Jane Fudyma

UC Davis

“Exploring virion, soil, and buffer physicochemical characteristics and their impacts on extractable viral DNA”

The diverse physicochemical properties of viruses and soils can control the degree of viral release from the soil matrix, potentially affecting the types of viruses recovered in viral size fraction metagenome (virome) methods. Here, I investigated how extraction buffer composition affected the types of viruses released from soil, and if this varied across three diverse soils. Results indicate that spatial distance in environment overshadows extraction buffer as the main predictor of viral community composition, implying these buffers are suitable for viral ecology interrogation.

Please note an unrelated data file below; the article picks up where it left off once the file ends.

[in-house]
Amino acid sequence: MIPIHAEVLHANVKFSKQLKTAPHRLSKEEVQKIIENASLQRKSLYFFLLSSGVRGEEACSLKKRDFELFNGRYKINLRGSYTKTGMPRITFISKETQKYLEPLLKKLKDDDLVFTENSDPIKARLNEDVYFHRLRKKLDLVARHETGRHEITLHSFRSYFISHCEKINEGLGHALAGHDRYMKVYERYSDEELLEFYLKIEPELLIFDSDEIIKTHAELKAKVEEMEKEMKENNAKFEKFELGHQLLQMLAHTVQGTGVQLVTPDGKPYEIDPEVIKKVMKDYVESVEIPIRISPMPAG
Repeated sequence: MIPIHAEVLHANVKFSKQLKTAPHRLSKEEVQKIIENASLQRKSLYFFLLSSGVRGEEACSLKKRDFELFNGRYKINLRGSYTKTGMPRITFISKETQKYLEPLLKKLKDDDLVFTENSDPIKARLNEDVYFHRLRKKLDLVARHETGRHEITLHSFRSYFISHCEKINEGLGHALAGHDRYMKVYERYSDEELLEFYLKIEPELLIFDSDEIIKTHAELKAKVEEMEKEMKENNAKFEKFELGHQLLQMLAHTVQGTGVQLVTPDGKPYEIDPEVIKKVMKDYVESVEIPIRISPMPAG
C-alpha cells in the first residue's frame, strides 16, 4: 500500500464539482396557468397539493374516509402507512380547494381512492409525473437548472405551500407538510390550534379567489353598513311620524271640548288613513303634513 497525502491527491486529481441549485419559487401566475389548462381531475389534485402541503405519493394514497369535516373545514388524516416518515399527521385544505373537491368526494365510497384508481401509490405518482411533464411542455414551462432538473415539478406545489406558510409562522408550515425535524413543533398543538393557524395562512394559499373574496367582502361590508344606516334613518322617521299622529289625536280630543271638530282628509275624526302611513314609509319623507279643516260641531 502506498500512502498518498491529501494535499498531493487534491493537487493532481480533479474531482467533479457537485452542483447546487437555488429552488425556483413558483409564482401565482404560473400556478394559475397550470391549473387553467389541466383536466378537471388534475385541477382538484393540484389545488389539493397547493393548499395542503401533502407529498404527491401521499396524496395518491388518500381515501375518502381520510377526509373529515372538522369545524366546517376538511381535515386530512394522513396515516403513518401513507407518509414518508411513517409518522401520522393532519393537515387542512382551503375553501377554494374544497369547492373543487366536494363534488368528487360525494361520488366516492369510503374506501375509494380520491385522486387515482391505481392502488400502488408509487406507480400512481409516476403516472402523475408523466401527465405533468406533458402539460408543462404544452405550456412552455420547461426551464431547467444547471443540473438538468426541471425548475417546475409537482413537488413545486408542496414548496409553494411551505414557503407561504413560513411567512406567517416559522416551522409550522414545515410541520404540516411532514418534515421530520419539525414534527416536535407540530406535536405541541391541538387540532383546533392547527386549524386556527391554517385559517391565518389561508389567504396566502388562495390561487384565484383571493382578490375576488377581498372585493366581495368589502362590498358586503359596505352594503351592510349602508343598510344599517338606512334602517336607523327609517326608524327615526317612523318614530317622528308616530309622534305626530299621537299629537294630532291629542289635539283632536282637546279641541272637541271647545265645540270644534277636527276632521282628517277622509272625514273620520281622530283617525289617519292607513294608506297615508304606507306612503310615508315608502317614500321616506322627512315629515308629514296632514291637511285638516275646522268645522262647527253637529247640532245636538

Soils have complex physicochemical properties that vary in relative viral sorption capacities, impacting virion transport and, potentially, the types of viruses represented in viral size-fraction metagenomes. Ionic conditions, pH, and competing substrates can affect the degree of charge held by a soil and thereby the extent to which viral particles and their surface moieties sorb to soil colloids. Here I investigated how different extraction buffers (both pH adjusted and overall composition) affected the types of viruses released from the soil matrix, and if this varied across three diverse soil types. Spatial location of the collected sample (less than 1m distance), rather than extraction buffer pH, was the primary predictor of viral community composition (VCC) for all soils tested. Buffer pH did not significantly drive technical replicate VCC, yet grassland viral richness was significantly lower at pH 4.5. When testing four different buffer chemistries in wetland soil, recovered viral communities were highly similar across all buffers (89.9% vOTU similarity). Overall, results suggest that soil viral purification protocols may be surprisingly robust to differences in soil and virion chemistry.

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